What Is a VPN and Does It Make Sense to Use One? (Pros and Cons)
VPNs are quite popular. According to Security.org's annual VPN study, 41% of all US adults used a VPN for personal or professional purposes in 2021. In large part owing to the COVID-19 pandemic and ensuing home office/remote work, the number of people familiar with VPNs has reached a record high of 85%. All the same, should everyone use them?
It's no wonder that VPNs are growing in popularity. Many companies use them to help employees remotely access their corporate Intranets. In addition, scores of Internet users have become more conscious of the risks lurking online, making VPNs more attractive for the enhanced security they offer. The truth is, VPNs aren't a jack of all trades. They are, however, very useful for specific purposes.
This article explains exactly what a VPN does, and when it does or doesn't make sense to use one. We'll also introduce you to our favorite providers from our comprehensive EXPERTE.com VPN review.
What Is a VPN?
A virtual private network is an encrypted tunnel between your device and the Internet. It masks your IP address and anonymizes your activity online so that third parties—such as criminals or data-hungry companies—cannot connect it to you.
A VPN provides an anonymizing shield for your Internet traffic.
VPN connections can be established in different ways. One of the easiest is through VPN clients, which are dedicated programs that facilitate this. Using these, anyone can access secure servers all over the world at the push or click of a button.
When Are VPNs Useful?
A VPN has many uses, both private and professional. You should consider using one for:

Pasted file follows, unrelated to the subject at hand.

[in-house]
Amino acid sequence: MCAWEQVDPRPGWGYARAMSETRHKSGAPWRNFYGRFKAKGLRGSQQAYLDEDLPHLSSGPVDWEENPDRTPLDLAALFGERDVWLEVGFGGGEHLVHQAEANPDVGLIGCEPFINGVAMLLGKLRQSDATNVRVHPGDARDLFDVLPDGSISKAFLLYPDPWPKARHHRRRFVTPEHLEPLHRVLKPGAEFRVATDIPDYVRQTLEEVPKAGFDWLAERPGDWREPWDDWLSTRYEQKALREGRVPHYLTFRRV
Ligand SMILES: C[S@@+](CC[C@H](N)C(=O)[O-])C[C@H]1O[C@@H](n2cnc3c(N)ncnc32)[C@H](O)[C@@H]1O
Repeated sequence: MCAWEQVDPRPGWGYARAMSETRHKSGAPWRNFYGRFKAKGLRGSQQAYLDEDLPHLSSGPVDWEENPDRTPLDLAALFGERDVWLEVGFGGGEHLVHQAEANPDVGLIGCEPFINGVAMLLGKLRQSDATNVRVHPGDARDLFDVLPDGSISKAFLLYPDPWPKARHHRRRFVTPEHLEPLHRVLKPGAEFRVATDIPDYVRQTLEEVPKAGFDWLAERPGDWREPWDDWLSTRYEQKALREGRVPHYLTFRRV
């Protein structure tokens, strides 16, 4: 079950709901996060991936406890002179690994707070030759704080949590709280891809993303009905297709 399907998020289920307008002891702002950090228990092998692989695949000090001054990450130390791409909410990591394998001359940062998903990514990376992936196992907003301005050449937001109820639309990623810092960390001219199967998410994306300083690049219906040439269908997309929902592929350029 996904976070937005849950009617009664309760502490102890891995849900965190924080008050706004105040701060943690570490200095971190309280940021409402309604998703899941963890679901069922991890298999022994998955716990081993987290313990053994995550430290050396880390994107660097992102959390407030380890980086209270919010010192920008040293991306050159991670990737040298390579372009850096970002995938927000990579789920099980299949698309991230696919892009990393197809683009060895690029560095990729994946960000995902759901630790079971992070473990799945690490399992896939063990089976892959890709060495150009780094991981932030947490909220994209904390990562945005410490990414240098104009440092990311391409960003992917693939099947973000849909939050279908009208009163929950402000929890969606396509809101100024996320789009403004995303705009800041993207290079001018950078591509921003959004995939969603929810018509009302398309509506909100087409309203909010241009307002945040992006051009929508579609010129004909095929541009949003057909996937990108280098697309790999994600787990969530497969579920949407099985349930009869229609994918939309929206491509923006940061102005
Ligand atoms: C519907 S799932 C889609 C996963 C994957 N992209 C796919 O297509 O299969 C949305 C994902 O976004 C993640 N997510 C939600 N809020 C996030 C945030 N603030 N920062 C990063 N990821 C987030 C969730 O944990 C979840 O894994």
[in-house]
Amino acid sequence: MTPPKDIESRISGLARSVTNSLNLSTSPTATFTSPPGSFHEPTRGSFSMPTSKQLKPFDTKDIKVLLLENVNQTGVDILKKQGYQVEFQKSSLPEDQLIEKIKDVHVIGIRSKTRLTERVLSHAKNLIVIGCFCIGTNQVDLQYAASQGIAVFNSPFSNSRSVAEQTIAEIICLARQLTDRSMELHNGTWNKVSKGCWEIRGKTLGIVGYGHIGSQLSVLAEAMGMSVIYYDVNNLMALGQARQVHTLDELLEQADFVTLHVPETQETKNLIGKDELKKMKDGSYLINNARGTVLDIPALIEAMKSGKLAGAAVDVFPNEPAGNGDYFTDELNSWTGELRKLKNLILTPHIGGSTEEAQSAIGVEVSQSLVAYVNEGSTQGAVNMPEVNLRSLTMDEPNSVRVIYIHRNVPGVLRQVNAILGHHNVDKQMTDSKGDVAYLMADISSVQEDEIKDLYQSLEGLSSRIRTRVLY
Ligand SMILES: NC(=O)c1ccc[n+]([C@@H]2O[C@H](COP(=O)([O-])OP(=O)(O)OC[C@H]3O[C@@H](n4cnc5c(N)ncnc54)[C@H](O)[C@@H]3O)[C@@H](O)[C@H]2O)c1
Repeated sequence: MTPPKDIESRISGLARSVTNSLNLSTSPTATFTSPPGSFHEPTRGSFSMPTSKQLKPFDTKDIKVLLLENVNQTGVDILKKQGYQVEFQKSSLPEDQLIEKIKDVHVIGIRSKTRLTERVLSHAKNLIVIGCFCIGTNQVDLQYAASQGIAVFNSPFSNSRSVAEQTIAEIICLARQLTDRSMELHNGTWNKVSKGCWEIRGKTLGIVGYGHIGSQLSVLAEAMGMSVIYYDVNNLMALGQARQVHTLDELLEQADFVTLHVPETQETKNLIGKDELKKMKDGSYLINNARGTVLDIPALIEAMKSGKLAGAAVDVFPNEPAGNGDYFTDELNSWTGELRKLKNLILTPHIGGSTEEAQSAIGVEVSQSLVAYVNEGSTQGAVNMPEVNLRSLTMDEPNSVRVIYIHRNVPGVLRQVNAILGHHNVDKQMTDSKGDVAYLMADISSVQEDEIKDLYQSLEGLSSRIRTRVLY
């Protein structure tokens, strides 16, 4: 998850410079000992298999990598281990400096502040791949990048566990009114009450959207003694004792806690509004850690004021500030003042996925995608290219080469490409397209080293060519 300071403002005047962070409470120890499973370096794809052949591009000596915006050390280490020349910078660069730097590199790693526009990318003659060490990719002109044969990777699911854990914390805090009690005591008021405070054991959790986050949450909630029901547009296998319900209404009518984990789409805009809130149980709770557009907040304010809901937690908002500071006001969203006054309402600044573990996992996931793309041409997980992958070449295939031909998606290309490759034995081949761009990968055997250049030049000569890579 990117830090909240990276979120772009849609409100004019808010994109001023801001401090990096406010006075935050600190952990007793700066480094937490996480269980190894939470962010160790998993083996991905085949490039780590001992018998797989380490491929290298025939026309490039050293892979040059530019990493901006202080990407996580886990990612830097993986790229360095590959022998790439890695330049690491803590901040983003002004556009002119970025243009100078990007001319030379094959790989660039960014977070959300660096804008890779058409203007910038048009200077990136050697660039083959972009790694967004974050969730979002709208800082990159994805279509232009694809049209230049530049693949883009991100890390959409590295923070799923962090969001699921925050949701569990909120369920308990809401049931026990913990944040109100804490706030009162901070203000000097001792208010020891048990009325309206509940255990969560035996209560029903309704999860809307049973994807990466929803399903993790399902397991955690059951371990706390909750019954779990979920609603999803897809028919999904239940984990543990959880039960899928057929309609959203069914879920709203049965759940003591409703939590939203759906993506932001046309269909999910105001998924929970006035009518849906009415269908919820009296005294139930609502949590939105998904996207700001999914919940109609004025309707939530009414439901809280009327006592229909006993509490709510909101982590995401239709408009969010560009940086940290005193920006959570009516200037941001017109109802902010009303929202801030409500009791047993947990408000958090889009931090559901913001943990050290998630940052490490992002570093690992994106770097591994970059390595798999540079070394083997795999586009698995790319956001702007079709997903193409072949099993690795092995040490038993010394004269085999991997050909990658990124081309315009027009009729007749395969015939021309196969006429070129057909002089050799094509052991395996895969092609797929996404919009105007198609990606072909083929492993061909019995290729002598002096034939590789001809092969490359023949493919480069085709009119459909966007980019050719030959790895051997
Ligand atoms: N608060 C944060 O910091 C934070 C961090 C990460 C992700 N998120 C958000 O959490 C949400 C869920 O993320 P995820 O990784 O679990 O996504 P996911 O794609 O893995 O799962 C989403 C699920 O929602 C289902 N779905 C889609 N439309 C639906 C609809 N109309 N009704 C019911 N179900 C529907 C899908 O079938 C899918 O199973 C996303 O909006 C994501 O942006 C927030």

In the age of remote work, it's important that you can use your employer's network when you're out of the office. With a VPN connection, you can dial into your company's Intranet from home or any other location.
Connecting to public WiFi
Whenever you connect to a public Internet network, such as WiFi, you make yourself fairly vulnerable to other users on the same network. A VPN connection ensures that your data is protected.
Protecting your privacy
You're less at risk when using your home or other private networks. However, even then, you can still be exposed to prying eyes—even if it's just companies creating a user profile for you in order to market more products.
Streaming content that is blocked or from abroad
A VPN service doesn't just mask your IP address; it also provides you with a new one. Streaming services such as Netflix offer different content from country to country, so the catalog you see is based on your IP address. Therefore, if you connect to a VPN server in another country, you'll have access to the streaming content for that location.
Visiting countries with significant Internet restrictions
If you're traveling for business or pleasure to a country with restrictive Internet laws, such as China, you can use a VPN to access websites that would otherwise be blocked.
Saving money when shopping online
Online stores and other websites also use geoblocking to ensure that local versions of their pages are displayed. However, sometimes there are better deals in other countries, and with a VPN, you can take advantage of these.